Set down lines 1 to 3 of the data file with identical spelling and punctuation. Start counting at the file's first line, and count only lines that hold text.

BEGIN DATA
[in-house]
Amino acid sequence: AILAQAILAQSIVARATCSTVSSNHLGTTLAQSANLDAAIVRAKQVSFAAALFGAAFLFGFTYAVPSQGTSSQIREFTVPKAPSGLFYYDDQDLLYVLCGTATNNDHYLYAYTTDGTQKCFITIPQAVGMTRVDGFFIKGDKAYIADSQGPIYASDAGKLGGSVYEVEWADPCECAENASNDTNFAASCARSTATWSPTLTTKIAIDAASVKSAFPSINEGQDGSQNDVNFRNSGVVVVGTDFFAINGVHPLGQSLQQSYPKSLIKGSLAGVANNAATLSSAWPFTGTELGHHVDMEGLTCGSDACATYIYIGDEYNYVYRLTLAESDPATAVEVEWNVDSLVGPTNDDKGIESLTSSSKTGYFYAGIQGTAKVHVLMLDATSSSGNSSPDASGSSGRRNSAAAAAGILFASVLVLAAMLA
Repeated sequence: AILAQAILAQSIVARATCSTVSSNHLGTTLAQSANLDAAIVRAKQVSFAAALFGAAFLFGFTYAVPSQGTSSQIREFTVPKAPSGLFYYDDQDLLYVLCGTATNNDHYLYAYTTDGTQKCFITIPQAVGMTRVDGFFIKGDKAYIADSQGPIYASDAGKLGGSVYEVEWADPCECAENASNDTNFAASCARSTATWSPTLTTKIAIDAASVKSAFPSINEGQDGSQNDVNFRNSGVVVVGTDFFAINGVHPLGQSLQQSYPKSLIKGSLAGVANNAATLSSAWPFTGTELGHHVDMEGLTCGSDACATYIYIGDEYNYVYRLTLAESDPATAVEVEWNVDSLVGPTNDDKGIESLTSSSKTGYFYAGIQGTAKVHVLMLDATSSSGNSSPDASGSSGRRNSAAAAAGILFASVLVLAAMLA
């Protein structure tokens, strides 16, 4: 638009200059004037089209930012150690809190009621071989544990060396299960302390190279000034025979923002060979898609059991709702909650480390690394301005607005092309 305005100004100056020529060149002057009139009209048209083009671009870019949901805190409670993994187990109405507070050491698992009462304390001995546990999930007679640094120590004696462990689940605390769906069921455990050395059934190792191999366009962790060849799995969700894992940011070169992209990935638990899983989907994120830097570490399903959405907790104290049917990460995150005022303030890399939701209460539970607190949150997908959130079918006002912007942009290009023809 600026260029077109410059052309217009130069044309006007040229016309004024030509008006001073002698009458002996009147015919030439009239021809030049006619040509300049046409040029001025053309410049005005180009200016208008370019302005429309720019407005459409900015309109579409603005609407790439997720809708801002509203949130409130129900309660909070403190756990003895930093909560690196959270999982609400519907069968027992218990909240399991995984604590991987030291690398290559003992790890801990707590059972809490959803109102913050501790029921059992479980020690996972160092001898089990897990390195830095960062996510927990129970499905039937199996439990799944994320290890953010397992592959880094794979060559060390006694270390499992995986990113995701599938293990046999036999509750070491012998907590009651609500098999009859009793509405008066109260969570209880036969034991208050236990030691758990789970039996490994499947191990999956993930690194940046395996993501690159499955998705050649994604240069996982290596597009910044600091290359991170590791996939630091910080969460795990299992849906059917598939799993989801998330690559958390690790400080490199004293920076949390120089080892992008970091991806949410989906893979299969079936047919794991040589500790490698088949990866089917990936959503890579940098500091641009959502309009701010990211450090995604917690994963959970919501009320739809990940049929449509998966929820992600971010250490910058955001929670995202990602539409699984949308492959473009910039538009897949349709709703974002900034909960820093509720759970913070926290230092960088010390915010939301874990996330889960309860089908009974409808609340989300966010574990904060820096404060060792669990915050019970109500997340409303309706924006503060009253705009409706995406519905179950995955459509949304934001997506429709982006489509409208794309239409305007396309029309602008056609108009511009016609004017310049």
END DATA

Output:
[in-house]
Amino acid sequence: AILAQAILAQSIVARATCSTVSSNHLGTTLAQSANLDAAIVRAKQVSFAAALFGAAFLFGFTYAVPSQGTSSQIREFTVPKAPSGLFYYDDQDLLYVLCGTATNNDHYLYAYTTDGTQKCFITIPQAVGMTRVDGFFIKGDKAYIADSQGPIYASDAGKLGGSVYEVEWADPCECAENASNDTNFAASCARSTATWSPTLTTKIAIDAASVKSAFPSINEGQDGSQNDVNFRNSGVVVVGTDFFAINGVHPLGQSLQQSYPKSLIKGSLAGVANNAATLSSAWPFTGTELGHHVDMEGLTCGSDACATYIYIGDEYNYVYRLTLAESDPATAVEVEWNVDSLVGPTNDDKGIESLTSSSKTGYFYAGIQGTAKVHVLMLDATSSSGNSSPDASGSSGRRNSAAAAAGILFASVLVLAAMLA
Repeated sequence: AILAQAILAQSIVARATCSTVSSNHLGTTLAQSANLDAAIVRAKQVSFAAALFGAAFLFGFTYAVPSQGTSSQIREFTVPKAPSGLFYYDDQDLLYVLCGTATNNDHYLYAYTTDGTQKCFITIPQAVGMTRVDGFFIKGDKAYIADSQGPIYASDAGKLGGSVYEVEWADPCECAENASNDTNFAASCARSTATWSPTLTTKIAIDAASVKSAFPSINEGQDGSQNDVNFRNSGVVVVGTDFFAINGVHPLGQSLQQSYPKSLIKGSLAGVANNAATLSSAWPFTGTELGHHVDMEGLTCGSDACATYIYIGDEYNYVYRLTLAESDPATAVEVEWNVDSLVGPTNDDKGIESLTSSSKTGYFYAGIQGTAKVHVLMLDATSSSGNSSPDASGSSGRRNSAAAAAGILFASVLVLAAMLA